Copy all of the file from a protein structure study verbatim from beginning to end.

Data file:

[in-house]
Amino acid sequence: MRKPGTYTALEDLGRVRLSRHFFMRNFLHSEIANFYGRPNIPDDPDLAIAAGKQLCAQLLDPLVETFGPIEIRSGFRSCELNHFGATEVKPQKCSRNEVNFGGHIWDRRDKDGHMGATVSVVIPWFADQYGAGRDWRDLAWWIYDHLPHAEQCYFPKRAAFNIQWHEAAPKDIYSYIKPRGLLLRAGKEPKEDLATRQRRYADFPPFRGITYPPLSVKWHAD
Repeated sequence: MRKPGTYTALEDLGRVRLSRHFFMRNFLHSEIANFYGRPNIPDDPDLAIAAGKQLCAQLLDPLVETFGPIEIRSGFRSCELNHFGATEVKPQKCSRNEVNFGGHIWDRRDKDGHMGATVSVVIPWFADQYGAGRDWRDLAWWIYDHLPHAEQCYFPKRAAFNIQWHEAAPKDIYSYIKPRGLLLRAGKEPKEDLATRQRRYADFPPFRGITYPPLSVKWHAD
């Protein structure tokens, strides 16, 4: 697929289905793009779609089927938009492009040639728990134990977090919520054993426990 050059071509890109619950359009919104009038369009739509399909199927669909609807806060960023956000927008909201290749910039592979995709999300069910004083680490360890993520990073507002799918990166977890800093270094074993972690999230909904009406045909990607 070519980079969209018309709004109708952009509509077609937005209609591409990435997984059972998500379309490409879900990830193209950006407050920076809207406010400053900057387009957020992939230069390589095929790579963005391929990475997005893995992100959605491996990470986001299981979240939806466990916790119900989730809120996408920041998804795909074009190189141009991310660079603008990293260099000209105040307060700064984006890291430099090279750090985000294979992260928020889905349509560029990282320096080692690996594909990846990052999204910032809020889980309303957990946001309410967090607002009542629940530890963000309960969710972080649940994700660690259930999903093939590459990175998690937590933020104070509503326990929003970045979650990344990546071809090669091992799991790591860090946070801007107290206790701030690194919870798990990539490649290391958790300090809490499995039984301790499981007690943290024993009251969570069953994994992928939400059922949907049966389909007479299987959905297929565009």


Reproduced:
[in-house]
Amino acid sequence: MRKPGTYTALEDLGRVRLSRHFFMRNFLHSEIANFYGRPNIPDDPDLAIAAGKQLCAQLLDPLVETFGPIEIRSGFRSCELNHFGATEVKPQKCSRNEVNFGGHIWDRRDKDGHMGATVSVVIPWFADQYGAGRDWRDLAWWIYDHLPHAEQCYFPKRAAFNIQWHEAAPKDIYSYIKPRGLLLRAGKEPKEDLATRQRRYADFPPFRGITYPPLSVKWHAD
Repeated sequence: MRKPGTYTALEDLGRVRLSRHFFMRNFLHSEIANFYGRPNIPDDPDLAIAAGKQLCAQLLDPLVETFGPIEIRSGFRSCELNHFGATEVKPQKCSRNEVNFGGHIWDRRDKDGHMGATVSVVIPWFADQYGAGRDWRDLAWWIYDHLPHAEQCYFPKRAAFNIQWHEAAPKDIYSYIKPRGLLLRAGKEPKEDLATRQRRYADFPPFRGITYPPLSVKWHAD
């Protein structure tokens, strides 16, 4: 697929289905793009779609089927938009492009040639728990134990977090919520054993426990 050059071509890109619950359009919104009038369009739509399909199927669909609807806060960023956000927008909201290749910039592979995709999300069910004083680490360890993520990073507002799918990166977890800093270094074993972690999230909904009406045909990607 070519980079969209018309709004109708952009509509077609937005209609591409990435997984059972998500379309490409879900990830193209950006407050920076809207406010400053900057387009957020992939230069390589095929790579963005391929990475997005893995992100959605491996990470986001299981979240939806466990916790119900989730809120996408920041998804795909074009190189141009991310660079603008990293260099000209105040307060700064984006890291430099090279750090985000294979992260928020889905349509560029990282320096080692690996594909990846990052999204910032809020889980309303957990946001309410967090607002009542629940530890963000309960969710972080649940994700660690259930999903093939590459990175998690937590933020104070509503326990929003970045979650990344990546071809090669091992799991790591860090946070801007107290206790701030690194919870798990990539490649290391958790300090809490499995039984301790499981007690943290024993009251969570069953994994992928939400059922949907049966389909007479299987959905297929565009």